Coming off the most massive and highest grossing concert tour in history, U2 could have either copied the same successful formula or thrown the entire rule book out the window. Considering this is the same group who chopped down “The Joshua Tree” with “Rattle And Hum,” it is no surprise that the latter was the more obvious choice for the Innocence + Experience Tour, which found the most enduring rock band of the last three-and-a-half decades trading excess for introspection during a two-act, tech-savvy journey that vulnerably exposed the members’ souls more than ever before. On the Monday of a near sold-out, five-night stand at Chicago’s United Center, Bono, The Edge, Adam Clayton and Larry Mullen, Jr. may have been the stars, but the must-see-it-to-believe-it screens they brought along were just as much of a factor in the overall experience. Projecting images representing both the personal and sociopolitical (and sometimes spiritually thought-provoking), it was a constant barrage of hi-definition multimedia spanning the two hour-plus show. The first half spent the bulk of its focus on last year’s Songs Of Innocence, a fine return to early form effort, no doubt, but one marred by an entirely free iTunes rollout demonized as spam by non-fans.
Nonetheless, the band sounded just as confident as ever on opener, “The Miracle (Of Joey Ramone)” evoking the ghosts of its early ‘80s punk beginnings, which made “The Electric Co.” a fitting follow-up with its bombastic spirit sounding like it could’ve easily been a part of these current sessions. Come “Iris (Hold Me Close),” the screens that spanned the entire periphery of the arena floor kicked into gear showing photos of the deceased mother of Bono, who after giving one of his most revealing introductions ever, became fully immersed in the bittersweet tribute.
By “Cedarwood Road,” the singer literally stepped inside the screens and took a virtual trip through the landmarks of his childhood, by far one of the most visually striking references of an increasingly engaging experience that culminated in the bursting “City Of Blinding Lights.” As captivating as it all was, the heavy reliance on such innovative production also exposed how the normally superhuman Bono (now 55 and still healing after a bike accident) was operating at a much slower speed than usual, especially when ditching his signature sprint for a mere hand raise during the otherwise incendiary, “Where The Streets Have No Name.”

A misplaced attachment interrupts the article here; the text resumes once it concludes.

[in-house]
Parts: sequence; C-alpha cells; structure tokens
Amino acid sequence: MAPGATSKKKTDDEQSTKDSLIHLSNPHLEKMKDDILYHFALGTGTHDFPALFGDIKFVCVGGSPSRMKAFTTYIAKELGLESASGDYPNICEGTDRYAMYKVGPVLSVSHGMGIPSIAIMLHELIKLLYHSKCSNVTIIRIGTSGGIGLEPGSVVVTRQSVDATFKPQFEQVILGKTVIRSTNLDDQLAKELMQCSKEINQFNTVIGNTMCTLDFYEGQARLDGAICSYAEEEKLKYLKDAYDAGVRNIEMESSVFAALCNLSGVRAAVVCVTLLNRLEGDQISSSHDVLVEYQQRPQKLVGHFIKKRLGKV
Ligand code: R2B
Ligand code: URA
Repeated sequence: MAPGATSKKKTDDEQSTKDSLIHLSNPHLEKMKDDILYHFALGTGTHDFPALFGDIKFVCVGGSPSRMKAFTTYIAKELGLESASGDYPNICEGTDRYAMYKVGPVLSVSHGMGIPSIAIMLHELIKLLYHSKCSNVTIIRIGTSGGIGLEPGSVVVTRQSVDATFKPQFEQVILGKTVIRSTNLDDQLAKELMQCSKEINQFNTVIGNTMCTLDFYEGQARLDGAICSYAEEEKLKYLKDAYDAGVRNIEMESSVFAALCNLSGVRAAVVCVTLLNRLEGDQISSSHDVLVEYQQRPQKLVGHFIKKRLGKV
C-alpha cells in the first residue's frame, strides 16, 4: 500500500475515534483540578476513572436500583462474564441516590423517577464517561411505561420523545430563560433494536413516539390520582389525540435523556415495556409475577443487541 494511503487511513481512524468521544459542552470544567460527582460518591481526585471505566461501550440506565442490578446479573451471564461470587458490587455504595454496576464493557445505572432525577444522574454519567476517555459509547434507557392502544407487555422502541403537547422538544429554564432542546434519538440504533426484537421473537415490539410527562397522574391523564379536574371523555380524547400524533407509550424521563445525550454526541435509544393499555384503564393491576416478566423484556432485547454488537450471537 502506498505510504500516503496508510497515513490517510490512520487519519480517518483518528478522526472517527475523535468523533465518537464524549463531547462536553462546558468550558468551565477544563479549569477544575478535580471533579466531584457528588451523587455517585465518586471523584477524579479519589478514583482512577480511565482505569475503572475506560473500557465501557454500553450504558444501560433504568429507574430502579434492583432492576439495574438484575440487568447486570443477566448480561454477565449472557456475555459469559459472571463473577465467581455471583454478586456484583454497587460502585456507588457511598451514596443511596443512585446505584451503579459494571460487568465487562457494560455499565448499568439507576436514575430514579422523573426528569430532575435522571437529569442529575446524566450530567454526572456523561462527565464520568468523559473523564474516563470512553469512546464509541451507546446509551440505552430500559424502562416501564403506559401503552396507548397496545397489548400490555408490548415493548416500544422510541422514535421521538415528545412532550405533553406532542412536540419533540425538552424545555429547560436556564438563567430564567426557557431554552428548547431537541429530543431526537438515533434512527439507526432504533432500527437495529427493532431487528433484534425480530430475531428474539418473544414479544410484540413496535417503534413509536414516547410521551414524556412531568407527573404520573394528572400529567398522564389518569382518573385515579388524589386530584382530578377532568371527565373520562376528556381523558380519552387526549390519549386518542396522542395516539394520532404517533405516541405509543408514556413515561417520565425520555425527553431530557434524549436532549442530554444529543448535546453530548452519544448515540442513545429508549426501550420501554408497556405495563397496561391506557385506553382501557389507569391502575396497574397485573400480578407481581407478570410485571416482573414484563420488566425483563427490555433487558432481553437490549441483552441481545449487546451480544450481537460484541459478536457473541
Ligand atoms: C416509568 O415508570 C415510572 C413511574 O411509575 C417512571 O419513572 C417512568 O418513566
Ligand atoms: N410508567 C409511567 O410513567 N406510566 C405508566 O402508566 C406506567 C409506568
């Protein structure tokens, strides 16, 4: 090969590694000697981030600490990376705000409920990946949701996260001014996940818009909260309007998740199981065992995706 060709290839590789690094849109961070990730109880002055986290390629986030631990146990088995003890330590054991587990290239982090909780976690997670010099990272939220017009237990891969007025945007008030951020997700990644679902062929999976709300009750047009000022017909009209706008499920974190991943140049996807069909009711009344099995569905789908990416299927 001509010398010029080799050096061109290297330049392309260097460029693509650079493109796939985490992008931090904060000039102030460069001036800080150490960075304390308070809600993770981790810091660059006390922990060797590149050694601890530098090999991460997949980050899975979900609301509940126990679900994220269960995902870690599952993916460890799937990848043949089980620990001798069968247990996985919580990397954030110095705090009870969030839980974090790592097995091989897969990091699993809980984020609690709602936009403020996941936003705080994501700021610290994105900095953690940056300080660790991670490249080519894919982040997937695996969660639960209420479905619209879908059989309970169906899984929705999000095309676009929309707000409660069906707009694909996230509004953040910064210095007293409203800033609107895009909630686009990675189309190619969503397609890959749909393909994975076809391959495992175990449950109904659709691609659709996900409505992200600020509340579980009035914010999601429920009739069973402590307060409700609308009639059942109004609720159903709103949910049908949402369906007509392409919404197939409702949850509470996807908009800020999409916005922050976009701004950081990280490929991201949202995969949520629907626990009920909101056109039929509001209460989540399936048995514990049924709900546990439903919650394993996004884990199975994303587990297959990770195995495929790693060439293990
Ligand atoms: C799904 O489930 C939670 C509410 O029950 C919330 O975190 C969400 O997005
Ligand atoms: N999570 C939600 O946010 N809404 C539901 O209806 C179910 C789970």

The set list also left a bit to be desired, not just for being a little too top-heavy with the current collection songs, but also in the omission of classics like “One,” “Desire,” “Bad,” “All I Want Is You” and “40” (in spite of them showing up on other dates). Sure, it was a surprise to hear the debut of the clubby “The Crystal Ballroom” and charming to catch the less frequently performed “Sweetest Thing” (especially as Bono played piano), but did precious encore time really need to be spent on the start of Paul Simon’s “Mother And Child Reunion” or singing “Happy Birthday” to actor John Cusack with so much relegated to the cutting room floor?
Thankfully, though, the band ended on the stronger note of “I Still Haven’t Found What I’m Looking For” (accompanied by the crowd serving as the church choir), which found members walking down the lengthy catwalk one by one and laying down their respective instruments when they reached the backstage door. It was a chilling way to end an evening whose shortcomings weren’t substantial enough to alter U2’s “best band in the world” standing. But with slight shifts in the set list and an elevated presence from its front man, the brilliant concept could have been even better.